Dealing with the big dry

28 Jun, 2018 12:00 PM
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UNUSUAL TIMES: Dairy farmer Todd Wilson says it's one of the worst years he's seen in his 18 years in Tamworth. Photo: Peter Hardin
From baby calves, right through to our older cows there’s 600 head every single animal is hand-fed.
UNUSUAL TIMES: Dairy farmer Todd Wilson says it's one of the worst years he's seen in his 18 years in Tamworth. Photo: Peter Hardin

FLIES dart around Todd Wilson’s head on a crisp winter’s day as he steps into his dairy.

It’s unusual to see so many flies this time of year, the Westdale, NSW, farmer said.

Unusual, however, has come to be expected, these days.

“We’ve got a little creek that comes through the front of our property,” Mr Wilson said.

“And there’s one other time I’ve seen it completely dry, normally it goes down to a little puddle.”

Last time it dried out on Mr Wilson’s watch, more than 10 years ago, a drenching rain fell two days later.

“It has been completely dry for just over two months,” he said.

The Wilson family took the reins of Peel Valley Milk, late last year.

Sick of the “price wars within the dairy industry”, they made a huge call and became processors.

“It was a big call, but, so far it’s been worth it,” he said.

It has been worth it in a number of ways.

Mr Wilson just returned from Sydney where a few people are interested in getting more Peel Valley Milk served in the city.

“Demand was going up and we’re having a lot more out-of-town interest as well, which is good,” he said.

Worth it? Certainly.

Has it been challenging?

“Extremely.

“I was talking to a couple of older guys the other day and the ‘65 drought was the worst one ever and they’re saying this sort-of matches that,” he said.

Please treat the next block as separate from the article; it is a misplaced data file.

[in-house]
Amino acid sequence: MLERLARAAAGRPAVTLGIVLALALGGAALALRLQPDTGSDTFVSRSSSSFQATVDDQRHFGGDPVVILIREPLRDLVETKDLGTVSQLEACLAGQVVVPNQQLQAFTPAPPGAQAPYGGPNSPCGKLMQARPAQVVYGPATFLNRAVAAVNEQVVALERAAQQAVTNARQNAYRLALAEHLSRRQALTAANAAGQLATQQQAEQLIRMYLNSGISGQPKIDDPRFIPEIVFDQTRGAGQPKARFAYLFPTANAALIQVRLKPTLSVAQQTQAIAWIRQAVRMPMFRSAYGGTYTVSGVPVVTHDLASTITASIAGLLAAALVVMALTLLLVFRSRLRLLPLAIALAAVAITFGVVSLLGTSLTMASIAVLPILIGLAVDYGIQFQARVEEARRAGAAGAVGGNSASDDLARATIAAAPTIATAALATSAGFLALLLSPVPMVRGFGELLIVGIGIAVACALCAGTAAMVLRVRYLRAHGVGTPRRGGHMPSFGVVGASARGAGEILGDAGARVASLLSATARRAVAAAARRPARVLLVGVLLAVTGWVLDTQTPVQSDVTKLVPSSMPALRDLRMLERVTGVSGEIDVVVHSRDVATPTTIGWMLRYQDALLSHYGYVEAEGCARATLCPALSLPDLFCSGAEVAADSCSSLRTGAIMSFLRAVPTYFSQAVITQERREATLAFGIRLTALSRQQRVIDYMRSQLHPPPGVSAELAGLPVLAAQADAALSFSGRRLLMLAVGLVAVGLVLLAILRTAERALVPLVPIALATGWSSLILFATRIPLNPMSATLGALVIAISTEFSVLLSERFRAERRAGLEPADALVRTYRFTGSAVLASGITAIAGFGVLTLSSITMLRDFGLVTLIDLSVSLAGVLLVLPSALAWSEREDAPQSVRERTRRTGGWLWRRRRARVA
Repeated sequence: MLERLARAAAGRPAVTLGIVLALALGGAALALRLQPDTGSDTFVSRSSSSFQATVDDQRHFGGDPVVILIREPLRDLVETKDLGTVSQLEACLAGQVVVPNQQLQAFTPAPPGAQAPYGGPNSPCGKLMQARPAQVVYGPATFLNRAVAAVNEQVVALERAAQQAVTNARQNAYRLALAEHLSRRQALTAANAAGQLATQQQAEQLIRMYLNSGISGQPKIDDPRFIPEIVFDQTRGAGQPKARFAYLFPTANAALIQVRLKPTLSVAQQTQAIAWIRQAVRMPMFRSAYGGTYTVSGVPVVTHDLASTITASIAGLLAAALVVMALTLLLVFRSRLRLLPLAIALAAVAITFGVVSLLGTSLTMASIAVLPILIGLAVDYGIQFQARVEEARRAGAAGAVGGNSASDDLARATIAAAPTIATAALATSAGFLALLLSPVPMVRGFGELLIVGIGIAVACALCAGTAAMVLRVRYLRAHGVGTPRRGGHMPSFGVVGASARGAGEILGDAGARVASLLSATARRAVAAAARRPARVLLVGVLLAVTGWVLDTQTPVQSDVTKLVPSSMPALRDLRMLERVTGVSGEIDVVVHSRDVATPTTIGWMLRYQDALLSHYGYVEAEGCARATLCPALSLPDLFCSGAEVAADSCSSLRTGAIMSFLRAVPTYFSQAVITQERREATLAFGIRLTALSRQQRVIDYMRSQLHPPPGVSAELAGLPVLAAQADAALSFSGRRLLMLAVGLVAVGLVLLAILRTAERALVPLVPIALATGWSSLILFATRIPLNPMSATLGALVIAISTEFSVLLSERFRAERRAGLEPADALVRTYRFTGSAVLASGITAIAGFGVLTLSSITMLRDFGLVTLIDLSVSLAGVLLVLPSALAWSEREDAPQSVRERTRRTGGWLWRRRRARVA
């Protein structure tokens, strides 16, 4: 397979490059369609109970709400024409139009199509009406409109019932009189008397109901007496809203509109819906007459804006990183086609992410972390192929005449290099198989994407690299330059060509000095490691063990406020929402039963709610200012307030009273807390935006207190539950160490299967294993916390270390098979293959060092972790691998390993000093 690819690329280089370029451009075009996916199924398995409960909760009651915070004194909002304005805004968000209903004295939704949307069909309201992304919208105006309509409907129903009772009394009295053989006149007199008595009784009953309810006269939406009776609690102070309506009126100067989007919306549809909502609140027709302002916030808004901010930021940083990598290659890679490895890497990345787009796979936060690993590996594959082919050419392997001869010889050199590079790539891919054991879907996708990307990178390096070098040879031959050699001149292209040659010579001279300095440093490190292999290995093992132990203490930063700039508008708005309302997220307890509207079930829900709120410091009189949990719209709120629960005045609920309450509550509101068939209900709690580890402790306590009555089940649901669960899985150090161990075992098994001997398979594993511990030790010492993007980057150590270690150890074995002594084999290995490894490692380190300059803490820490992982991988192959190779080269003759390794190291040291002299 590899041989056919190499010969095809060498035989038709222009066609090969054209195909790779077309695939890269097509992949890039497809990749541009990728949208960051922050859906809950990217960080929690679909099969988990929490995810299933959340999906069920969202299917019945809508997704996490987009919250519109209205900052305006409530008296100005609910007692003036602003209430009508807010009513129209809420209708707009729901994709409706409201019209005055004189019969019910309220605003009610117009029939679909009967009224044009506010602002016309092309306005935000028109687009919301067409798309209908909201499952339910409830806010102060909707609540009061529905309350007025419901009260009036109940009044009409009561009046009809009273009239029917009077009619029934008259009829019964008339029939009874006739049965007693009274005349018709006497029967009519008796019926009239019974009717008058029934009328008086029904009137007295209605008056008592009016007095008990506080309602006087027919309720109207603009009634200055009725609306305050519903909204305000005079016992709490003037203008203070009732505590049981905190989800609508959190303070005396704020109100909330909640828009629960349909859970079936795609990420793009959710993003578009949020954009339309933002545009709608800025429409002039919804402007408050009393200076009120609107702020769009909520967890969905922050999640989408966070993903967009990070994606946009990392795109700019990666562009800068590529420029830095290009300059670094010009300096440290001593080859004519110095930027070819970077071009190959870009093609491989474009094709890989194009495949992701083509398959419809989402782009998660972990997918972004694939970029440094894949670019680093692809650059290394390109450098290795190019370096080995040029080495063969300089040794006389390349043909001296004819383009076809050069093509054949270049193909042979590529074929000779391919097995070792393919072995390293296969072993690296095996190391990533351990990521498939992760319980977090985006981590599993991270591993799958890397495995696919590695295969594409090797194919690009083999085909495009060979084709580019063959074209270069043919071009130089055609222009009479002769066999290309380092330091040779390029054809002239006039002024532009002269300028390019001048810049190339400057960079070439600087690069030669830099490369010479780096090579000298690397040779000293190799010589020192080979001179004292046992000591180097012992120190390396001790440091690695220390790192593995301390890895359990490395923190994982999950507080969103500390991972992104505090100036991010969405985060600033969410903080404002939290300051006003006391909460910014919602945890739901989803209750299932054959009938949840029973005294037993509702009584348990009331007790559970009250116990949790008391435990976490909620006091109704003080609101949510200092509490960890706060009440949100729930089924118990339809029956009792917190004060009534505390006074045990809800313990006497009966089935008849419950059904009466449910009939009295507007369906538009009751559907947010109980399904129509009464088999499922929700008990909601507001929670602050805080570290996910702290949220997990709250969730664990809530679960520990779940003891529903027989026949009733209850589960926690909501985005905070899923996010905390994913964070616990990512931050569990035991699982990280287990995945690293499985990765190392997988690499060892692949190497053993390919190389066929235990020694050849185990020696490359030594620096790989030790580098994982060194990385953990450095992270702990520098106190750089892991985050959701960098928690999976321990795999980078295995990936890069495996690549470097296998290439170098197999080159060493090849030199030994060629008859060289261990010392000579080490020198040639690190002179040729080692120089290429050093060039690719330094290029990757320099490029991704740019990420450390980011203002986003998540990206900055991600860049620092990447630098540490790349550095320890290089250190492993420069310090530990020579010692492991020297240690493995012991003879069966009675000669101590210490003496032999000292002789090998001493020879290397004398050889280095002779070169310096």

“I know for us, we’ve been here for 18 years now on this farm and it’s definitely the worst we’ve ever seen it.”

It has been an accumulation of factors which have led to this outstanding and unusual dry spell.

“Probably more so because it’s been a fair while since we’ve had a really good spring or a really good downpour,” he said.

“Which is probably why this drought has been a little bit harder than what some of the previous ones have been.

“It’s been such a long time since we had any kind of relief.”

There was a sense of what 2018 was going to throw-up in terms of conditions, even with some preparation, it has pushed coping measures into new territory.

“We had, compared to other years, excess fodder stored, our sheds were all full of hay, we had plenty of silage,” he said.

“We had more than enough to get us through an average year.”

2018 has not been average.

“That finished a few weeks ago so we, well-and-truly, used all of that fodder and now it’s all brought in,” he said.

“From baby calves, right through to our older cows there’s 600 head and every single animal is hand-fed.

“We’ve probably had to do that previously; it probably hasn’t been brought-in feed for this long a period of time.”

The conditions proffered at the moment mean more has to be packed into the working day.

“I guess as most farmers would be aware it’s probably not the easiest time of the year to get out of bed nice and early because of it’s a little bit colder and it’s dry too,” he said.

“The drought brings a different stress element into most farmer’s lives.

“We spend probably about eight hours a day feeding animals.

“We milk in the dairy three hours of a morning and three hours of a night, then eight hours feeding and you’ve got all the rest of your farm work to do too.”

He said buying local was important at this time, across all farming industries and products and guessed it would take years to recover from the drought bearing down presently.

How else could people help the situation?

“Pray for rain.”

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